Menu

Cinema Review: The Final Portrait

You would be forgiven for imagining that Paris in the swingin’ sixties was a vibrant, colourful city. There is no hint of that, however, in Stanley Tucci’s movie about the famous Swiss artist Alberto Giacometti (Geoffrey Rush). The story covers a three-week period in 1964 during which Giacometti (better known for his sculptures) painted the portrait of James Lord (Armie Hammer), a young American journalist. Most of the scenes are shot in Giacometti’s grungy grey studio – it may indeed have been exactly how he worked, but the atmos is about as uplifting as splattered wet cement. Why Lord, whose character is written with next to no insight, should have been so enamoured with Giacometti is also not obviously apparent, for he is not an easily likeable man. ‘Genius’ is far too readily accepted as a saving grace for rudeness, gruffness and selfishness, and the chain-smoking Giacometti seems to have possessed all of those unfortunate traits in abundance.

The inexplicable ‘hallelujah’ moment of creativity experienced by the artist is never delivered, but is replaced instead by a lot of boring talk. And, as someone who is not a great fan of Giacometti, considering him to be a one-trick pony who inspired a lot of awful copyists, it reflects poorly on the man whom he might have been so scathing of, Pablo Picasso. When the location moves from the studio to the streets and cafes, the ambiance is stuck somewhere between La Belle Epoch and the Stein/Toklas era – I half expected Toulouse Lautrec or Hemingway to wander into the bordello frequented by Giacometti. Nor does the drab palette of cinematographer Danny Cohen help lift the mood. Rush’s hair is good and, as an actor perfectly suited to such a stagey screenplay, he never lacks gravitas, but his accent is all over the place, while Hammer, in a role not dissimilar to Brendan Fraser’s in the beautiful Gods And Monsters (1998), can do nothing more than look like a gullible Yank.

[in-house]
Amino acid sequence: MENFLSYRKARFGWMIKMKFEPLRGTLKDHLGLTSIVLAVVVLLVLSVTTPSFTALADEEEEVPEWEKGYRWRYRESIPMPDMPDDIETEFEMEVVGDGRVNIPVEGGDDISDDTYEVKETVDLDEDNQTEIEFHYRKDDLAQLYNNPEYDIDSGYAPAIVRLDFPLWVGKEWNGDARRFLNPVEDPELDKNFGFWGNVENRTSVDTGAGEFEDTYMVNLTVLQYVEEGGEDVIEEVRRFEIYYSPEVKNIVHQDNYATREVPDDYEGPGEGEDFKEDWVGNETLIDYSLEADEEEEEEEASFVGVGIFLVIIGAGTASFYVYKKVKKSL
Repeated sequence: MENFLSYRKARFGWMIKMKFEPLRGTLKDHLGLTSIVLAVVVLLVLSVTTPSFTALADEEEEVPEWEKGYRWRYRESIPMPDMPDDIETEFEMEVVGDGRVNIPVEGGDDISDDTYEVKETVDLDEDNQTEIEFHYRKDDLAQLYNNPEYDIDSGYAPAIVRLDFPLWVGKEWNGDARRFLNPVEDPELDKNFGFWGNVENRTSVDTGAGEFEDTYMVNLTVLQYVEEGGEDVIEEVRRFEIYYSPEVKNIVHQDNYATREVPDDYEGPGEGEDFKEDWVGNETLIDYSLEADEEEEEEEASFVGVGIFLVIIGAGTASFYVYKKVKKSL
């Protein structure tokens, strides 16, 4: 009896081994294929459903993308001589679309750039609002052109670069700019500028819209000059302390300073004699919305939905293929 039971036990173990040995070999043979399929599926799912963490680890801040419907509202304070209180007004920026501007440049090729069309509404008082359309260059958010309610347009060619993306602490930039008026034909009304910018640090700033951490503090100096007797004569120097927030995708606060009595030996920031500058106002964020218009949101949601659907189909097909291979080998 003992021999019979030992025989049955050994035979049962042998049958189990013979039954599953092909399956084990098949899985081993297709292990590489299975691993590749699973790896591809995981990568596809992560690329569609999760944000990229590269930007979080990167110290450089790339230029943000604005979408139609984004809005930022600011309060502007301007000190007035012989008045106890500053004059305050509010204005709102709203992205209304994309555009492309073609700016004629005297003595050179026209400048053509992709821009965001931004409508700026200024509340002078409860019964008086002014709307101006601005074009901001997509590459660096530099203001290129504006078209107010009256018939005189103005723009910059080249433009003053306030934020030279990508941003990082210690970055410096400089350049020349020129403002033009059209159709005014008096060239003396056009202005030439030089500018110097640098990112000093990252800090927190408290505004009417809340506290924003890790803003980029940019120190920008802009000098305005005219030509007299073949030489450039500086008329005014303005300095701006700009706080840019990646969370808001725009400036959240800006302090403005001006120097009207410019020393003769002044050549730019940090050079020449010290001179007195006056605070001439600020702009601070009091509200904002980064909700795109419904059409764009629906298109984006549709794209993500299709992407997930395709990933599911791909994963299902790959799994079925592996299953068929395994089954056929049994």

Extremely disappointing.


Leave a Reply

Your email address will not be published. Required fields are marked *

 

Become a supporter of The Echo

A note from the editorial team

Some of The Echo’s editorial team: journalists Paul Bibby and Aslan Shand, editor Hans Lovejoy, photographer Jeff Dawson and Mandy Nolan

The Echo has never underestimated the intelligence and passion of its readers. In a world of corporate banality and predictability, The Echo has worked hard for more than 30 years to help keep Byron and the north coast unique with quality local journalism and creative ideas. We think this area needs more voices, reasoned analysis and ideas than just those provided by News Corp, lifestyle mags, Facebook groups and corporate newsletters.

The Echo is one hundred per cent locally owned and one hundred per cent independent. As you have probably gathered from what is happening in the media industry, it is not cheap to produce a weekly newspaper and a daily online news service of any quality.

We have always relied entirely on advertising to fund our operations, but often loyal readers who value our local, independent journalism have asked how they could help ensure our survival.

Any support you can provide to The Echo will make an enormous difference. You can make a one-off contribution or a monthly one. With your help, we can continue to support a better informed local community and a healthier democracy for another 30 years.”

Echonetdaily is made possible by the support of all of our advertisers.